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Stocks closed lower on Tuesday after some key companies on the Dow Jones Industrial Average announced earnings forecasts that were weaker than analysts had expected.
Here’s the scoreboard:
- Dow: 18,179.68, -43.35, (-0.24%)
- S&P 500: 2,144.17, -7.16, (-0.33%)
- Nasdaq: 5,282.52, -27.31, (-0.51%)
1. Caterpillar lowered its outlook for profit this year. The retailer of large industrial equipment said it expected 2016 earnings per share excluding restructuring costs to be $3.25, down from an earlier projection of $3.55. “Economic weakness throughout much of the world persists and, as a result, most of our end markets remain challenged,” CEO Doug Oberhelman said. The company’s sales have not grown on an annual basis since 2012.
2. Under Armour shares slumped 14% after the company beat third-quarter earnings forecasts but warned about future sales growth. The retailer said it expected revenue to rise in the low 20% range during 2017 and 2018, which would be its slowest pace since 2009, according to Bloomberg. Third-quarter earnings beat as demand for Under Armour’s apparel, shoes, and accessories grew.
3. 3M Co, the maker of Scotch tape and Post-it notes, is struggling to grow sales in emerging markets, and on Tuesday lowered its full-year revenue and earnings forecasts for the second time. The company now expects revenue to be flat for the year, excluding the impact of currencies, down from a prior estimate of flat-1%.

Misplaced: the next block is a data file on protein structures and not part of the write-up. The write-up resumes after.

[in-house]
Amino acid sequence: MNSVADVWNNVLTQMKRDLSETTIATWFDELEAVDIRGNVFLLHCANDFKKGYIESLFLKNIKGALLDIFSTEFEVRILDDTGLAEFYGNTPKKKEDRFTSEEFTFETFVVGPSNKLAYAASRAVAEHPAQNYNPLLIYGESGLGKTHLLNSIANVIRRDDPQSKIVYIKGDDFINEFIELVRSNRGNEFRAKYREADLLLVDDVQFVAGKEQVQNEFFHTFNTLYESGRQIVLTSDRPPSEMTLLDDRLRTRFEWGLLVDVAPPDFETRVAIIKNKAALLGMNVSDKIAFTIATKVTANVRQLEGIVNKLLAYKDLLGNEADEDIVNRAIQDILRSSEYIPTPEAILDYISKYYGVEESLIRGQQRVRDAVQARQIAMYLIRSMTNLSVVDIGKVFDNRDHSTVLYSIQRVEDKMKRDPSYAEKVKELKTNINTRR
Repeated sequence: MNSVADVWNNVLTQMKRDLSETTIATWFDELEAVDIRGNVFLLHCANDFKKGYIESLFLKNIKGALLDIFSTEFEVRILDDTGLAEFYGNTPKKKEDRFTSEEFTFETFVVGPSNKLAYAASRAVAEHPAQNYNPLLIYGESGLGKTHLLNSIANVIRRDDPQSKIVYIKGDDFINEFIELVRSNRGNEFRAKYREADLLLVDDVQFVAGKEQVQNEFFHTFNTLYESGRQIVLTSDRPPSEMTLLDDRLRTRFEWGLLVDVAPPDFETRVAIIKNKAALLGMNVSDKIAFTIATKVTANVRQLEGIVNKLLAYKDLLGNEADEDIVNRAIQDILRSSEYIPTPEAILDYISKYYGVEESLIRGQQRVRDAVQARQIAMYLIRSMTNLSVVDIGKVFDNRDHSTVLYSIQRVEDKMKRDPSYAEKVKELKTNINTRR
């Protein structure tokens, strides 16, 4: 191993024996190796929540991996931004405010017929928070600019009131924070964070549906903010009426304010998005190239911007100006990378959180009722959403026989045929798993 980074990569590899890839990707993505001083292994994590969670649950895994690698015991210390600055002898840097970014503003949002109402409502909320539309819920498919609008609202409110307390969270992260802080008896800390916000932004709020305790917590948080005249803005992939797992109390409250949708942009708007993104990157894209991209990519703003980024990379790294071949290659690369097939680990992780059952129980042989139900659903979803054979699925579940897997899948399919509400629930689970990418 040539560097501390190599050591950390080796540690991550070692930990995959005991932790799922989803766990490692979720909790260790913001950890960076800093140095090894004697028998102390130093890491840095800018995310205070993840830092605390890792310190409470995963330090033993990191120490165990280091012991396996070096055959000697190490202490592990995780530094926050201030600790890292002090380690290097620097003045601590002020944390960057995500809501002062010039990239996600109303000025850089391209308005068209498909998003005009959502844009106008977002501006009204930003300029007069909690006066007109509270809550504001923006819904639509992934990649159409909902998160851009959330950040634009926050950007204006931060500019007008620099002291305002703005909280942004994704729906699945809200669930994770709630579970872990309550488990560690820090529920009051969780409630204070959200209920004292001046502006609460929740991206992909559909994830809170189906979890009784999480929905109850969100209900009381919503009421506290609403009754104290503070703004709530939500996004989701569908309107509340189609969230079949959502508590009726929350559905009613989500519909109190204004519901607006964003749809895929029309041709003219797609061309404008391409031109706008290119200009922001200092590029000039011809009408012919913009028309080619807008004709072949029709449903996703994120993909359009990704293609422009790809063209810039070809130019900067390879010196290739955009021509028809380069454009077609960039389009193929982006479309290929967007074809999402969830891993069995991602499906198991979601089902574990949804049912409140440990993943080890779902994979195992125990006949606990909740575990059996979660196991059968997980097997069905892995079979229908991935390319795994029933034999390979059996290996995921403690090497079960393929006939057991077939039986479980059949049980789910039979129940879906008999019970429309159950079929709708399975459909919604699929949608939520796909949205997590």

4. Home prices are still rising amid strong demand and a shortage of homes for sale. The S&P/Case Shiller report for August showed that prices in 20 major US metro areas rose 0.24% month-on-month, and 5.1% year-on-year, both more than expected. Also, the FHFA house price report showed that home prices rose 0.7% in August. “Continued inventory shortages are leading to intense competition, escalating prices and mounting buyer frustration, with the average home search over the past year taking more than four months,” Zillow Chief Economist Svenja Gudell in a note.
5. The Conference Board’s consumer confidence index fell to 98.4 in October from 104.1 last month, which was a post-recession high. Consumers were less optimistic about current business and employment conditions, but remained hopeful about their income prospects.
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